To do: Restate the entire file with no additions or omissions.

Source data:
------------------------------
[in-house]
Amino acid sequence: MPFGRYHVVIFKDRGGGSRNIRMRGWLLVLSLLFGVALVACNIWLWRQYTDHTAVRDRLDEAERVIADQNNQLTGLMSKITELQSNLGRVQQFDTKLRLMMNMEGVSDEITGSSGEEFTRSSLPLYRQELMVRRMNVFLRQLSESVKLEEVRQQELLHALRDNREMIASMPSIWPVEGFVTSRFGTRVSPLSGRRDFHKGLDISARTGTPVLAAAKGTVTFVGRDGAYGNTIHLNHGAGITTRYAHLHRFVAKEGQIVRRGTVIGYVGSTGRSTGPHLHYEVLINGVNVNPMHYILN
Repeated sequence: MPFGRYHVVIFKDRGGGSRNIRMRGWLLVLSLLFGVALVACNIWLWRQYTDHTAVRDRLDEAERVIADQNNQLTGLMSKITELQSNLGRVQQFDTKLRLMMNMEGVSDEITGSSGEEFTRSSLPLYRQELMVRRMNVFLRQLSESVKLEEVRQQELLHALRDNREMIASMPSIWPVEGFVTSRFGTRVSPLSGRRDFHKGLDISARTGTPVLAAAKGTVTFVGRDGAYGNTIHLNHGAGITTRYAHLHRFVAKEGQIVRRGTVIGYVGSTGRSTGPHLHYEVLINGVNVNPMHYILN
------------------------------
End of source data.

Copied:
[in-house]
Amino acid sequence: MPFGRYHVVIFKDRGGGSRNIRMRGWLLVLSLLFGVALVACNIWLWRQYTDHTAVRDRLDEAERVIADQNNQLTGLMSKITELQSNLGRVQQFDTKLRLMMNMEGVSDEITGSSGEEFTRSSLPLYRQELMVRRMNVFLRQLSESVKLEEVRQQELLHALRDNREMIASMPSIWPVEGFVTSRFGTRVSPLSGRRDFHKGLDISARTGTPVLAAAKGTVTFVGRDGAYGNTIHLNHGAGITTRYAHLHRFVAKEGQIVRRGTVIGYVGSTGRSTGPHLHYEVLINGVNVNPMHYILN
Repeated sequence: MPFGRYHVVIFKDRGGGSRNIRMRGWLLVLSLLFGVALVACNIWLWRQYTDHTAVRDRLDEAERVIADQNNQLTGLMSKITELQSNLGRVQQFDTKLRLMMNMEGVSDEITGSSGEEFTRSSLPLYRQELMVRRMNVFLRQLSESVKLEEVRQQELLHALRDNREMIASMPSIWPVEGFVTSRFGTRVSPLSGRRDFHKGLDISARTGTPVLAAAKGTVTFVGRDGAYGNTIHLNHGAGITTRYAHLHRFVAKEGQIVRRGTVIGYVGSTGRSTGPHLHYEVLINGVNVNPMHYILN